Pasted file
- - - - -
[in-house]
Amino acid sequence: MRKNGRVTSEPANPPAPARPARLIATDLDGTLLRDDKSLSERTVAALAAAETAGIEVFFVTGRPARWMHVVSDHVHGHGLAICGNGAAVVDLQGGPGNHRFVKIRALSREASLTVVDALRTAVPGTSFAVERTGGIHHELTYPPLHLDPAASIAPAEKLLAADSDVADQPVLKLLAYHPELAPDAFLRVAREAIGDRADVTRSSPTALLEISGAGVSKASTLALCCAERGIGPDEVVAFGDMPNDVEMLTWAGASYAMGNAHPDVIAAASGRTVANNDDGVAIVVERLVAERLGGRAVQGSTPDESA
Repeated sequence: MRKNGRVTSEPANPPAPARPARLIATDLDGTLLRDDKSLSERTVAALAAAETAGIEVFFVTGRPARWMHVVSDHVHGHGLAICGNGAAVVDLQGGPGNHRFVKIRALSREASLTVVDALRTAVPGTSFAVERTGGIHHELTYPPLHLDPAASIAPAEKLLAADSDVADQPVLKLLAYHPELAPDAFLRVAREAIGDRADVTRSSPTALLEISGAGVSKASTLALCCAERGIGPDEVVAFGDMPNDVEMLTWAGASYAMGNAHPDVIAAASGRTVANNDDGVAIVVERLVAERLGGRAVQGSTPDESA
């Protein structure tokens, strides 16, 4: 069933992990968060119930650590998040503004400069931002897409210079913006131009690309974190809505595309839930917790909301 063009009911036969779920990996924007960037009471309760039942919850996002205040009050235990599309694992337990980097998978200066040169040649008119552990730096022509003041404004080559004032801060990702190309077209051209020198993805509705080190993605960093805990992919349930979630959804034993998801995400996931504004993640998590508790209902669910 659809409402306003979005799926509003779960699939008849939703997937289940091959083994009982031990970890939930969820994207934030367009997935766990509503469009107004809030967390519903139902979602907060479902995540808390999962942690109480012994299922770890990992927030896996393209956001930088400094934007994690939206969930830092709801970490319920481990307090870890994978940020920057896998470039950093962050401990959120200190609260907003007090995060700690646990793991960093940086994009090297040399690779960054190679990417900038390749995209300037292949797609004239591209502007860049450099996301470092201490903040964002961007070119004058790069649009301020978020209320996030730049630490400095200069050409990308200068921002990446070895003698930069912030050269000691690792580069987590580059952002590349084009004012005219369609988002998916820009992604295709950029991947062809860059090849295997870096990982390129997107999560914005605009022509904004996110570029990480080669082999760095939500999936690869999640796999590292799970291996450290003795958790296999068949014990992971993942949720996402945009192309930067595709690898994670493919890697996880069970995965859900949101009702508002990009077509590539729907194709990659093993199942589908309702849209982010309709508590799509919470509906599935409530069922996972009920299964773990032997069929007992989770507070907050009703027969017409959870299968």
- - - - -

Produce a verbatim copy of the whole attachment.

[in-house]
Amino acid sequence: MRKNGRVTSEPANPPAPARPARLIATDLDGTLLRDDKSLSERTVAALAAAETAGIEVFFVTGRPARWMHVVSDHVHGHGLAICGNGAAVVDLQGGPGNHRFVKIRALSREASLTVVDALRTAVPGTSFAVERTGGIHHELTYPPLHLDPAASIAPAEKLLAADSDVADQPVLKLLAYHPELAPDAFLRVAREAIGDRADVTRSSPTALLEISGAGVSKASTLALCCAERGIGPDEVVAFGDMPNDVEMLTWAGASYAMGNAHPDVIAAASGRTVANNDDGVAIVVERLVAERLGGRAVQGSTPDESA
Repeated sequence: MRKNGRVTSEPANPPAPARPARLIATDLDGTLLRDDKSLSERTVAALAAAETAGIEVFFVTGRPARWMHVVSDHVHGHGLAICGNGAAVVDLQGGPGNHRFVKIRALSREASLTVVDALRTAVPGTSFAVERTGGIHHELTYPPLHLDPAASIAPAEKLLAADSDVADQPVLKLLAYHPELAPDAFLRVAREAIGDRADVTRSSPTALLEISGAGVSKASTLALCCAERGIGPDEVVAFGDMPNDVEMLTWAGASYAMGNAHPDVIAAASGRTVANNDDGVAIVVERLVAERLGGRAVQGSTPDESA
């Protein structure tokens, strides 16, 4: 069933992990968060119930650590998040503004400069931002897409210079913006131009690309974190809505595309839930917790909301 063009009911036969779920990996924007960037009471309760039942919850996002205040009050235990599309694992337990980097998978200066040169040649008119552990730096022509003041404004080559004032801060990702190309077209051209020198993805509705080190993605960093805990992919349930979630959804034993998801995400996931504004993640998590508790209902669910 659809409402306003979005799926509003779960699939008849939703997937289940091959083994009982031990970890939930969820994207934030367009997935766990509503469009107004809030967390519903139902979602907060479902995540808390999962942690109480012994299922770890990992927030896996393209956001930088400094934007994690939206969930830092709801970490319920481990307090870890994978940020920057896998470039950093962050401990959120200190609260907003007090995060700690646990793991960093940086994009090297040399690779960054190679990417900038390749995209300037292949797609004239591209502007860049450099996301470092201490903040964002961007070119004058790069649009301020978020209320996030730049630490400095200069050409990308200068921002990446070895003698930069912030050269000691690792580069987590580059952002590349084009004012005219369609988002998916820009992604295709950029991947062809860059090849295997870096990982390129997107999560914005605009022509904004996110570029990480080669082999760095939500999936690869999640796999590292799970291996450290003795958790296999068949014990992971993942949720996402945009192309930067595709690898994670493919890697996880069970995965859900949101009702508002990009077509590539729907194709990659093993199942589908309702849209982010309709508590799509919470509906599935409530069922996972009920299964773990032997069929007992989770507070907050009703027969017409959870299968």